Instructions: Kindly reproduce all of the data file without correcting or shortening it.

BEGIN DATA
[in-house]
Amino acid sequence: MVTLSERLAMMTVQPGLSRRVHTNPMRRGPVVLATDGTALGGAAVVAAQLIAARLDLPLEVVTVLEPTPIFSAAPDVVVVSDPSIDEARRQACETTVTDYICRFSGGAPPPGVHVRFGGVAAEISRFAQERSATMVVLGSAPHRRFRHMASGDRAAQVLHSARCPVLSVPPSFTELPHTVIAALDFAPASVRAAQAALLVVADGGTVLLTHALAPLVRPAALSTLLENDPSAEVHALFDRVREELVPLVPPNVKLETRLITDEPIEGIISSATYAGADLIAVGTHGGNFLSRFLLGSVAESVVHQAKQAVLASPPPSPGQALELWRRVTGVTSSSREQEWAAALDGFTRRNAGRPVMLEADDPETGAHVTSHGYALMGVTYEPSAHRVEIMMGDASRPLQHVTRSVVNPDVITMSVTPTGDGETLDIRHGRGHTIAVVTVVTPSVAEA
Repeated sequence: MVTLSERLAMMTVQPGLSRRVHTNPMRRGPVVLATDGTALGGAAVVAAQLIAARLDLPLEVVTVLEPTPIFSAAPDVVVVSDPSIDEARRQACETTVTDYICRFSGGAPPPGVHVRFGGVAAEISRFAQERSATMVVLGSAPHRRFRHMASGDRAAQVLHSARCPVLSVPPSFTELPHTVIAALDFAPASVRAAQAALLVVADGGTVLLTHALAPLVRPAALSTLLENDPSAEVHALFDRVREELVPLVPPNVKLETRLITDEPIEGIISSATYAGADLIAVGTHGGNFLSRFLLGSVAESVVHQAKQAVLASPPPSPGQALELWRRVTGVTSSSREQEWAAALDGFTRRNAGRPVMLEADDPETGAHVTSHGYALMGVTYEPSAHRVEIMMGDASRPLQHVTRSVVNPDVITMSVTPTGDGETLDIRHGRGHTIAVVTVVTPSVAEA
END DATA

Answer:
[in-house]
Amino acid sequence: MVTLSERLAMMTVQPGLSRRVHTNPMRRGPVVLATDGTALGGAAVVAAQLIAARLDLPLEVVTVLEPTPIFSAAPDVVVVSDPSIDEARRQACETTVTDYICRFSGGAPPPGVHVRFGGVAAEISRFAQERSATMVVLGSAPHRRFRHMASGDRAAQVLHSARCPVLSVPPSFTELPHTVIAALDFAPASVRAAQAALLVVADGGTVLLTHALAPLVRPAALSTLLENDPSAEVHALFDRVREELVPLVPPNVKLETRLITDEPIEGIISSATYAGADLIAVGTHGGNFLSRFLLGSVAESVVHQAKQAVLASPPPSPGQALELWRRVTGVTSSSREQEWAAALDGFTRRNAGRPVMLEADDPETGAHVTSHGYALMGVTYEPSAHRVEIMMGDASRPLQHVTRSVVNPDVITMSVTPTGDGETLDIRHGRGHTIAVVTVVTPSVAEA
Repeated sequence: MVTLSERLAMMTVQPGLSRRVHTNPMRRGPVVLATDGTALGGAAVVAAQLIAARLDLPLEVVTVLEPTPIFSAAPDVVVVSDPSIDEARRQACETTVTDYICRFSGGAPPPGVHVRFGGVAAEISRFAQERSATMVVLGSAPHRRFRHMASGDRAAQVLHSARCPVLSVPPSFTELPHTVIAALDFAPASVRAAQAALLVVADGGTVLLTHALAPLVRPAALSTLLENDPSAEVHALFDRVREELVPLVPPNVKLETRLITDEPIEGIISSATYAGADLIAVGTHGGNFLSRFLLGSVAESVVHQAKQAVLASPPPSPGQALELWRRVTGVTSSSREQEWAAALDGFTRRNAGRPVMLEADDPETGAHVTSHGYALMGVTYEPSAHRVEIMMGDASRPLQHVTRSVVNPDVITMSVTPTGDGETLDIRHGRGHTIAVVTVVTPSVAEA